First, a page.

New grad with a new health condition that means I shouldn't work nights, what now?Register Today!
- by tareija Feb 24, '12Hi all,
I'm getting close to graduating from nursing school (finally!) but something is going on that I'm really at a loss as to what to do. In the time between starting nursing school and now, I have developed a health condition that is fairly incompatible with workings nights or changing shifts. Obviously this is pretty inconvenient in terms of being a new grad trying to find a job. I am fit to practice and have medical clearance both to be in school and to go to work once I finish school, that part is not an issue, but working shift work might cause me to get quite sick fairly quickly. It would have been nice if this had happened before I started school so that I could have maybe picked a different career, but unfortunately that's not how it went. So, what to do now? If I got hired as a casual, would I be able to stick to days? I would love to get a job in home care or community health, but given the job climate I'm guess that's probably impossible for a new grad. Any feedback or ideas?
- Feb 24, '12 by Fiona59Yes, a casual can work only days. Depending on where you are located, you will either get a load of work or very little. You might have to have at least two employers to make a full time wage.
Oh, and usually benefits and pensions are for permanent staff (as are paid sick days and vacation days)
- Feb 24, '12 by loriangel14It may depend on where you are but being a new grad doesn't mean you have to work nights at all.There are new grads in my work place and none of them work nights.Be up front about your situation and you should be fine.
- Feb 24, '12 by llgIf you can't get a day job ... Is it really the night shifts that will make you sick ... or would it be rotating between a day shift and a night shift? I've known people who "say" they can't work nights, but they really could if they would just stick to a night shift schedule on their days off and not try to flip back and forth between nights and days. For many people, it's the flip flopping that puts the stress on the body. They can't handle flip-flopping, but they can handle a complete turn-around with a stable schedule.
You may have to work nights (and keep a night schedule on your day's off) for a while to get some experience under your belt ... which would open up more job possibilities for you.
I know that is not what you wanted to hear, but it might be what you have to do to get a nursing job -- depending on where you live. I certainly don't know the details of the job market in your local area.
- Feb 24, '12 by tareijaHey guys, thanks! I'm in the Lower Mainland in BC. Does anyone know if there's lots of casual work available here? If I'm a casual, should I say I can only work days, or just turn down night shifts as they're offered? Wouldn't that look bad for a new hire to do so? Does anyone know if it'd be possible to get in to community health as a new grad living here? Loriangel, whereabouts are you located and what type of setting do you work in?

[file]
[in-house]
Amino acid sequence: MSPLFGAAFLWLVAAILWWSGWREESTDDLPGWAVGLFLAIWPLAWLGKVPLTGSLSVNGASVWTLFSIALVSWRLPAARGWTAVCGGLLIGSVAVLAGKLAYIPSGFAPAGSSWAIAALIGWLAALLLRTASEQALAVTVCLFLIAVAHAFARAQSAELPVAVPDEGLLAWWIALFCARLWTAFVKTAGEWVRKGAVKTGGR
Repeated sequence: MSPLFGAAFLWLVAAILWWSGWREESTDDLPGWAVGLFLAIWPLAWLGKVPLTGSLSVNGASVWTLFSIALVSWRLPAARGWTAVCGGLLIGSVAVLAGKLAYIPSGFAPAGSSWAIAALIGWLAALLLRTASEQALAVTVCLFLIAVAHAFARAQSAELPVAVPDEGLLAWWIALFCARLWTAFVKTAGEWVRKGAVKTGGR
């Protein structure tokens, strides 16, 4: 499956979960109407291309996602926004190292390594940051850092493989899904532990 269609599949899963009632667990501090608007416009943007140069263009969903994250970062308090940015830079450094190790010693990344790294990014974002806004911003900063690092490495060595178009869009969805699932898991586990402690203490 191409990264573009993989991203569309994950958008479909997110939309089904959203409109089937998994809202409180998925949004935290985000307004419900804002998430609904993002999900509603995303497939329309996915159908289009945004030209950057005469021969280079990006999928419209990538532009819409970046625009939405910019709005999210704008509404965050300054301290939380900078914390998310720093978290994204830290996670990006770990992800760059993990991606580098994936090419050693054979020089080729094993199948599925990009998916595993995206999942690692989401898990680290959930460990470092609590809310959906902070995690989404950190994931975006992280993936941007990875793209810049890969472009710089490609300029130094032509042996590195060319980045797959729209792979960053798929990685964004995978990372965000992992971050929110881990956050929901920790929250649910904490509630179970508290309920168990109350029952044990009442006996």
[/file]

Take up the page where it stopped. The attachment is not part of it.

llg, night shifts are a big issue, unfortunately. They'd still be an issue, but not as dire of one, if it were possible for me to work exclusively nights. Unfortunately my understanding is that in BC, our union contract says we have to do two days, then two nights. There aren't really any lines that are straight nights. Boo. Even rotating between day shift and evening shift during school has been pretty rough at times. Believe me I wish it were not the case! I'll do whatever I have to do to get a job, but I'd like, if possible, to do so without screwing up my health. If there's no other option I'll take a job with rotating days and nights and see how long I can go with that.
- Feb 24, '12 by loriangel14Oh I'm not really any help to you,I'm in a hospital in Ontario.
- Feb 25, '12 by joanna73We have casuals who work all shifts. It depends on you and your employer. The more flexible you are, the more you'll be called for shifts. We have casuals who only work days also. That's fine. BUT, sometimes this means those people may not have work with us for 2 to 3 months.
- Feb 25, '12 by joanna73Speaking of the rotating shifts....I can't do it myself. I've decided it's either permanent nights, evening/night, or all days for me. The day/ night mix would be awful. I'm on permanent nights and I keep the same schedule on my nights off. This works well for me.
- Feb 25, '12 by Daisy_08here in on, community nursing is in high demand. i donít know how the shifts work, but i would think the majority of the needs are during the day so that might be a good option for you. you could also do occupational health (factories ect) or a doc office, things that are only open during the day.